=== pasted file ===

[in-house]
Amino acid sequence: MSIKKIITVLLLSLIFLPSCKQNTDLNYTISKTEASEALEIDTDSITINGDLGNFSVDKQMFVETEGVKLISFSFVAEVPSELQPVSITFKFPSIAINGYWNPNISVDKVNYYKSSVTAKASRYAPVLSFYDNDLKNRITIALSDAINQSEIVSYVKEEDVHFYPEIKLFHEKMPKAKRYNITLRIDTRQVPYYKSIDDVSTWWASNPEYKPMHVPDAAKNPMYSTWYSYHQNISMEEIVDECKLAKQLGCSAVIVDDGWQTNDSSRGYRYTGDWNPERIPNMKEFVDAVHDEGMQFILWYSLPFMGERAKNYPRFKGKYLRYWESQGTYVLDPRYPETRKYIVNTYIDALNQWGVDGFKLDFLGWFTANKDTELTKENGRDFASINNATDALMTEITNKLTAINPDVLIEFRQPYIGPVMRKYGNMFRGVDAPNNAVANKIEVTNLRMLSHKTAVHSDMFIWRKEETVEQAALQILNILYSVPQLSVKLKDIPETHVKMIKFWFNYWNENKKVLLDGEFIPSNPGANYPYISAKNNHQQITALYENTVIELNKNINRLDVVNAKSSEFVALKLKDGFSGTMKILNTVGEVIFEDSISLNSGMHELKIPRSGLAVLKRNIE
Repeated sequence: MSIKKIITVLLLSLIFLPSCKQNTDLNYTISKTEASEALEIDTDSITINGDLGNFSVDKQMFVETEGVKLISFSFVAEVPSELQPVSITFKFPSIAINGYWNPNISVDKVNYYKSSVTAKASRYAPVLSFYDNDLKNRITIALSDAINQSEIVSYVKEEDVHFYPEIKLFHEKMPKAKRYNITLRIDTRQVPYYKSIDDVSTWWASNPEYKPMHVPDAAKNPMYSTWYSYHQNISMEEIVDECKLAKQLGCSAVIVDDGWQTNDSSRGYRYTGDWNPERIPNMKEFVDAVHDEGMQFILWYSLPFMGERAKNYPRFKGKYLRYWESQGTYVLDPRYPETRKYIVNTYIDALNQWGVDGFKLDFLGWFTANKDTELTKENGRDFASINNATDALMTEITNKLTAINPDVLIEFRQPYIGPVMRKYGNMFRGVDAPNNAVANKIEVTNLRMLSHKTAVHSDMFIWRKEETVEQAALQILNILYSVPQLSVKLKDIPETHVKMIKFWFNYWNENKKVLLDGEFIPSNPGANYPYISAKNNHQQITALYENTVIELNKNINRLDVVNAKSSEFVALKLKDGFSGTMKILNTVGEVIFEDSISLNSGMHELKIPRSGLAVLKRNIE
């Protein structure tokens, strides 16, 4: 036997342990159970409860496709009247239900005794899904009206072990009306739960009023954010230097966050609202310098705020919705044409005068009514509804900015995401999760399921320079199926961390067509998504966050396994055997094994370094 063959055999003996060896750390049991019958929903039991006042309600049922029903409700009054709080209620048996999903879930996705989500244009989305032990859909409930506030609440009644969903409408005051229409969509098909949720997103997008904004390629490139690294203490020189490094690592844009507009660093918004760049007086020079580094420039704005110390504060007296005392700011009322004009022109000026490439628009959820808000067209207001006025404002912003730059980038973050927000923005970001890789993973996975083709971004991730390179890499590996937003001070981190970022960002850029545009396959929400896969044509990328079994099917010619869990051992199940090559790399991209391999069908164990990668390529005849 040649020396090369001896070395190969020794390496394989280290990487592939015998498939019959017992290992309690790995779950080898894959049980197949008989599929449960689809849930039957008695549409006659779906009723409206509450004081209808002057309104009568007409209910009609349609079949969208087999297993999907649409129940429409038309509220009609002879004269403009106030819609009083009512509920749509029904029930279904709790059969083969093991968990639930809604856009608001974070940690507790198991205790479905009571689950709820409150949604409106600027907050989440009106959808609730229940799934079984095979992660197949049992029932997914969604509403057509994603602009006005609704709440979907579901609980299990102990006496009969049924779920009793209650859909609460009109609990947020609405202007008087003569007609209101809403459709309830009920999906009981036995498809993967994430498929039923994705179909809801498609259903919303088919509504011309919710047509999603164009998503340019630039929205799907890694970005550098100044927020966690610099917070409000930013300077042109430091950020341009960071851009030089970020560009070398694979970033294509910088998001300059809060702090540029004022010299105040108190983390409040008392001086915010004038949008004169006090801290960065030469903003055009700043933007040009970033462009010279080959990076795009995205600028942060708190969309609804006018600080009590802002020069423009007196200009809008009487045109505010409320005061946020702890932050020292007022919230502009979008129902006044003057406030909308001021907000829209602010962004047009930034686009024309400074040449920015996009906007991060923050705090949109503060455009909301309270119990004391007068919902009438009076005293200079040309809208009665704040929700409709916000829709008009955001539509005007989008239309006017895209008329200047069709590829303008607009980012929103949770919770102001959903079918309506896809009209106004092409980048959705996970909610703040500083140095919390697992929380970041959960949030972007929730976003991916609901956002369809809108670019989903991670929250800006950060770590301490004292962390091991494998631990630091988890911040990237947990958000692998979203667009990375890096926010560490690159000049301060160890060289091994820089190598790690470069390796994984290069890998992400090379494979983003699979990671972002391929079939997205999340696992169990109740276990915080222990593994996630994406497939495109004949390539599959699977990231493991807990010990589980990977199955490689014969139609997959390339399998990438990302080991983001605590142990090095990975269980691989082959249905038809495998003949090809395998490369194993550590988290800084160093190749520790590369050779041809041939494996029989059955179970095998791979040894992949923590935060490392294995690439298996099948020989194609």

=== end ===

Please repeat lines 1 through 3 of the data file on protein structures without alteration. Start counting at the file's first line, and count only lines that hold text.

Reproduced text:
[in-house]
Amino acid sequence: MSIKKIITVLLLSLIFLPSCKQNTDLNYTISKTEASEALEIDTDSITINGDLGNFSVDKQMFVETEGVKLISFSFVAEVPSELQPVSITFKFPSIAINGYWNPNISVDKVNYYKSSVTAKASRYAPVLSFYDNDLKNRITIALSDAINQSEIVSYVKEEDVHFYPEIKLFHEKMPKAKRYNITLRIDTRQVPYYKSIDDVSTWWASNPEYKPMHVPDAAKNPMYSTWYSYHQNISMEEIVDECKLAKQLGCSAVIVDDGWQTNDSSRGYRYTGDWNPERIPNMKEFVDAVHDEGMQFILWYSLPFMGERAKNYPRFKGKYLRYWESQGTYVLDPRYPETRKYIVNTYIDALNQWGVDGFKLDFLGWFTANKDTELTKENGRDFASINNATDALMTEITNKLTAINPDVLIEFRQPYIGPVMRKYGNMFRGVDAPNNAVANKIEVTNLRMLSHKTAVHSDMFIWRKEETVEQAALQILNILYSVPQLSVKLKDIPETHVKMIKFWFNYWNENKKVLLDGEFIPSNPGANYPYISAKNNHQQITALYENTVIELNKNINRLDVVNAKSSEFVALKLKDGFSGTMKILNTVGEVIFEDSISLNSGMHELKIPRSGLAVLKRNIE
Repeated sequence: MSIKKIITVLLLSLIFLPSCKQNTDLNYTISKTEASEALEIDTDSITINGDLGNFSVDKQMFVETEGVKLISFSFVAEVPSELQPVSITFKFPSIAINGYWNPNISVDKVNYYKSSVTAKASRYAPVLSFYDNDLKNRITIALSDAINQSEIVSYVKEEDVHFYPEIKLFHEKMPKAKRYNITLRIDTRQVPYYKSIDDVSTWWASNPEYKPMHVPDAAKNPMYSTWYSYHQNISMEEIVDECKLAKQLGCSAVIVDDGWQTNDSSRGYRYTGDWNPERIPNMKEFVDAVHDEGMQFILWYSLPFMGERAKNYPRFKGKYLRYWESQGTYVLDPRYPETRKYIVNTYIDALNQWGVDGFKLDFLGWFTANKDTELTKENGRDFASINNATDALMTEITNKLTAINPDVLIEFRQPYIGPVMRKYGNMFRGVDAPNNAVANKIEVTNLRMLSHKTAVHSDMFIWRKEETVEQAALQILNILYSVPQLSVKLKDIPETHVKMIKFWFNYWNENKKVLLDGEFIPSNPGANYPYISAKNNHQQITALYENTVIELNKNINRLDVVNAKSSEFVALKLKDGFSGTMKILNTVGEVIFEDSISLNSGMHELKIPRSGLAVLKRNIE